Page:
Journal of the Home Metal Shop Club of Houston, Texas
President - John Korman, V. Pres.- Bill Sperry, Treasurer - Alan May, Secretary - J.D. Wise, Editor - George Carlson , Email firstname.lastname@example.org
At the June meeting, elections for the next year's officers were held. All positions remain the same except for Vice-President Richard Drews who was de-throned by Bill Sperry. As Red Skelton used to say. "Life is tough for the politician, first you're sworn in, then you're cussed out."
At the June meeting two members brought in Misers they have been working on. Don Foster's engine is complete but still needs a little tuning to get it to run. George Carlson's engine was running off heat generated by some power resistors in a wooden base. We expect to see a few more next meeting. The Miser plans were purchased from Jerry Howell, 3890 Becket Drive, Colorado Springs, CO 80906. I wish to thank Jerry for a fine design.
Field Trip On June 24th
A big round of applause should go to George Marsden who arranged the tour of Reliable EDM. Carl Sommer, company president, gave us a very interesting tour of the workings of the Wire EDM business. Reliable is the largest Wire EDM job shop west of the Mississippi. Below is a photo of Carl showing us some examples of work done at Reliable.
Membership is open to all those interested in machining metal and tinkering with machines. The purpose of the club is to provide a forum for the exchanging of ideas and information. This includes, to a large degree, education in the art of machine tools and practices. There is a severe shortage of written information that a beginning hobbyist can use. This makes an organization such as this even more important. For membership information and forms, call John Korman at (713) 723-8597.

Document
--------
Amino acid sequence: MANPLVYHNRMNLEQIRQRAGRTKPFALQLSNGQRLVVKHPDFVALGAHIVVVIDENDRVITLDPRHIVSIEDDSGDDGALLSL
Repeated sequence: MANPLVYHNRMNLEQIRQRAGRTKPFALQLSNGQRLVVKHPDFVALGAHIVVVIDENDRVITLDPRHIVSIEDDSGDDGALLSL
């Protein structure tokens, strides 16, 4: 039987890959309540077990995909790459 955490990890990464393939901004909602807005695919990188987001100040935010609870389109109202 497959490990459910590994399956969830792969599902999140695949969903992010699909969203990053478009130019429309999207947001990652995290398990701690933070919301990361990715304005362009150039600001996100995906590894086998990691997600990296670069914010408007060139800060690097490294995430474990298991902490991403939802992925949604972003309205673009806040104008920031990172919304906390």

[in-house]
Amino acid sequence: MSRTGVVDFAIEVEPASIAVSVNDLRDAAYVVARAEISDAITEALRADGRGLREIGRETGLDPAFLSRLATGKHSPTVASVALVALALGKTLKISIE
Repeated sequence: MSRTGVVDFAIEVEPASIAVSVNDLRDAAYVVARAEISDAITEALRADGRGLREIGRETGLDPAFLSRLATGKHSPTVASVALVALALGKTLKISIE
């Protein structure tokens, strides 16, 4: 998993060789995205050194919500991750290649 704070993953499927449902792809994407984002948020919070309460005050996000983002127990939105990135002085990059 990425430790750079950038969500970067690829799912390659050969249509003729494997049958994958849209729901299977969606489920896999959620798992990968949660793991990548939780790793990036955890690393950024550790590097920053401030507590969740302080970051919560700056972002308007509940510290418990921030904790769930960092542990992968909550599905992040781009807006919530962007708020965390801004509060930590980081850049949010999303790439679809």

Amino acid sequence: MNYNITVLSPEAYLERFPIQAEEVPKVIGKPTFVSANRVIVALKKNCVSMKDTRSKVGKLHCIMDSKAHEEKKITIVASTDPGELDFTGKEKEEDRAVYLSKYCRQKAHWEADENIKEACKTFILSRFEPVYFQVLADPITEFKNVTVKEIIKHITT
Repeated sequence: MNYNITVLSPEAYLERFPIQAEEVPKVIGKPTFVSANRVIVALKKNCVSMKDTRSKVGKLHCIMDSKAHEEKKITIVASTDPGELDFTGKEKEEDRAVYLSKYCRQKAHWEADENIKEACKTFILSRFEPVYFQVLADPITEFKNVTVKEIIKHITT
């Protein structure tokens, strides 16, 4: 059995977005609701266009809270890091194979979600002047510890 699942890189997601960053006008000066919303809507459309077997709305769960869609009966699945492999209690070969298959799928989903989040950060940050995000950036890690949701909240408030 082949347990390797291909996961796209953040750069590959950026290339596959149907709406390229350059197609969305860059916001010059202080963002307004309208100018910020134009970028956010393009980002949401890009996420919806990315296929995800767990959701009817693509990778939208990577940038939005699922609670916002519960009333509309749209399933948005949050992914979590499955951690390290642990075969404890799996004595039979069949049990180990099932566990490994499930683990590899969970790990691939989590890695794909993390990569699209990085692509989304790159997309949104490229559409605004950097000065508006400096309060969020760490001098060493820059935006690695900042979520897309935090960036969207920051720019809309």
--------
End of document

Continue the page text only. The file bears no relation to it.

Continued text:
If you have access to a computer with a laser printer, you can make very professional looking etched plates for models and other machines. This may be just the answer for those of you who have lathes with missing threading plates.
The process is simple and does not require any thing more dangerous than a clothes iron and some Ferric Chloride from Radio Shack. In a nut shell this is what is done. The artwork is created on a computer and printed on a special material. The image is then transferred from the material to the brass through the use of heat. The brass not protected by the image is then etched back using etchant for printed circuit boards. This is a simple process, with experience, a nameplate can be made from scratch in about a half hour.
Prepare the Brass Blank
I used a strip of brass purchased from a hobby store. The important thing here is that the piece must be very flat. The blank should be well oversize to make it easier to handle. Clean the blank and polish it with 600 grit carbide paper and water. Then clean the brass with scouring cleanser. This assures that all traces of oil are removed from the surface. Dry the piece with fresh paper towel and set aside.
Creating the Image
I use a program called Corel Draw. Version 4 of this product is now available for less than $100 at CompUSA and other computer stores. This is a picture of the screen while I was making my Miser plate. It is a very complete package and is capable of very high quality output. Other programs will also work quite well. The content of the image is only limited by your imagination except for a couple of items. Try to avoid lines and characters that are narrower than the depth you wish to etch. If you would like to etch to 0.015", a 0.010" line may become so severely undercut that it does not survive the etching process. Undercut is due to the etchant flaring out as the metal is penetrated. The other is, try not to make large areas to be covered by the resist. If, for instance, you wanted the letters etched instead of the surrounding area, this method could be a real problem. More about that later.